Should you happen to belong to the unlucky (and clearly misguided) lot with the audacity to be concerned about the proposed Enbridge and Kinder Morgan pipelines, this is not a budget for you. In fact, perhaps the best we can say about Budget 2012 is, as Rafe Mair put it, at least “we now have it in writing what the bastards are up to!”
Just how bad is it? Well, don’t take my word for it. Last week on CBC, the respected columnist Chantale Hebert of the Toronto Star, hardly an eco-zealot, said this was the most anti-environment budget she had seen in her 20 years covering Parliament Hill. Even the very moderate, if not conservative, editorial board of the Globe and Mail singled out the environmental provisions in the Budget saying “The Conservatives are continuing their dishonourable attack meant to intimidate environmental groups, in a budget item that stands out for adding a needless new cost.”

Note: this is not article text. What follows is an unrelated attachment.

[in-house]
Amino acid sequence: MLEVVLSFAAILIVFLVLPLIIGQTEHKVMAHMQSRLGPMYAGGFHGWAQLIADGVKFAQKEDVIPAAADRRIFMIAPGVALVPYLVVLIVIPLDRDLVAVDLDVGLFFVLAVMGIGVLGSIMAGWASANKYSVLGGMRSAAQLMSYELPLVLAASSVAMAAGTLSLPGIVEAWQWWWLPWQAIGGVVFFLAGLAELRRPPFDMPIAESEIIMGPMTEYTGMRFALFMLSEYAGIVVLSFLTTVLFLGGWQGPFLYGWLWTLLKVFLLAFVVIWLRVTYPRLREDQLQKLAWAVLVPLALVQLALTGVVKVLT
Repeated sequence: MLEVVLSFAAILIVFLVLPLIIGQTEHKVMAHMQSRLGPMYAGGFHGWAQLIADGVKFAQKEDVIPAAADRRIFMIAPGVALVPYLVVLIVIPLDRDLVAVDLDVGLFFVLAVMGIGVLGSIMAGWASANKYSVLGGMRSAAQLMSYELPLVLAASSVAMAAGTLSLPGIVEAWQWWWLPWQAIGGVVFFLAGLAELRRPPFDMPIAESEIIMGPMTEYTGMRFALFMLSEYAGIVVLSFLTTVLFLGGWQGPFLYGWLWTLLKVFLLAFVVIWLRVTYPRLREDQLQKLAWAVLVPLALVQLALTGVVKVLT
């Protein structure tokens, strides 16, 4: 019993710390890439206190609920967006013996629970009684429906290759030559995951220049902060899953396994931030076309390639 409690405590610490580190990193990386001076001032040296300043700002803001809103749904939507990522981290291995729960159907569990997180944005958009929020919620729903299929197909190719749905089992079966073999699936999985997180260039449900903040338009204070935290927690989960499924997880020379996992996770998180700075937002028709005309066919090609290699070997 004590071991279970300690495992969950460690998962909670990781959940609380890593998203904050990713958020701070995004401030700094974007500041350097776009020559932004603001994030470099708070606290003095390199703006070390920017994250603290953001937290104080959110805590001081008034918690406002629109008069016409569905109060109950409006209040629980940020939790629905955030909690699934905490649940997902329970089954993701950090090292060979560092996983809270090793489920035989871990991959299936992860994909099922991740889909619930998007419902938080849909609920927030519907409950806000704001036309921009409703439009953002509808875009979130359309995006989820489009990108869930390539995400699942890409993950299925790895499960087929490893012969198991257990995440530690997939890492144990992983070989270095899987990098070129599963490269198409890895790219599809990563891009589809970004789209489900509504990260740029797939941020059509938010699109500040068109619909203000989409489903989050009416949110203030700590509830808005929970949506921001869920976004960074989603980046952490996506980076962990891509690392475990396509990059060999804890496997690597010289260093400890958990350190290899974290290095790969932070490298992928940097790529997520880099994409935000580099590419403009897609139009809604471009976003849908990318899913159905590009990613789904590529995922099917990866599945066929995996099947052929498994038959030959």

Steven Guilbeault of the NGO Équiterre said that the budget “seems to have been written for, and even by, big oil interests…the Harper government is gutting the environmental protections that Canadians have depended on for decades to safeguard our families and nature from pollution, toxic contamination and other environmental problems.” And true to form, reaction from oil and gas companies, mining and pipeline companies has been predictably jubilant.
So just what does the Harper government plan to do? First, in what appears to be a return to the glory days of McCarthyism, the Harper gang plans to launch an $8 million campaign at Revenue Canada to investigate and crack down on environmental groups that the government deems are engaged in activities that are too political, including the extent to which these groups are funded by foreign sources.